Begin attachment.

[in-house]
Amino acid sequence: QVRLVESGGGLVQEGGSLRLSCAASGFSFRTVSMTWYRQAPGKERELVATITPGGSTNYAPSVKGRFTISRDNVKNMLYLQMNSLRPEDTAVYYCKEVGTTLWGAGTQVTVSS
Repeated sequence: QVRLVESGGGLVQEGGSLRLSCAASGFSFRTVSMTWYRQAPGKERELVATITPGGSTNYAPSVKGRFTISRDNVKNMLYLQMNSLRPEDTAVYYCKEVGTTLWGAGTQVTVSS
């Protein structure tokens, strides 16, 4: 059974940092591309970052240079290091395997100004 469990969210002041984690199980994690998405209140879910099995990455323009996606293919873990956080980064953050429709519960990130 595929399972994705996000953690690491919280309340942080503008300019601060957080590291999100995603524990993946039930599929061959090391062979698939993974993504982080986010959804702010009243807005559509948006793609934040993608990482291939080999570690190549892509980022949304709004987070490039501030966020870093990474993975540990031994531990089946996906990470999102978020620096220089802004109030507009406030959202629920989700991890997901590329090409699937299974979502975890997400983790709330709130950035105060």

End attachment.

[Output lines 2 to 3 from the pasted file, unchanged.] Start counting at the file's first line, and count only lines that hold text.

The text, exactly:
Amino acid sequence: QVRLVESGGGLVQEGGSLRLSCAASGFSFRTVSMTWYRQAPGKERELVATITPGGSTNYAPSVKGRFTISRDNVKNMLYLQMNSLRPEDTAVYYCKEVGTTLWGAGTQVTVSS
Repeated sequence: QVRLVESGGGLVQEGGSLRLSCAASGFSFRTVSMTWYRQAPGKERELVATITPGGSTNYAPSVKGRFTISRDNVKNMLYLQMNSLRPEDTAVYYCKEVGTTLWGAGTQVTVSS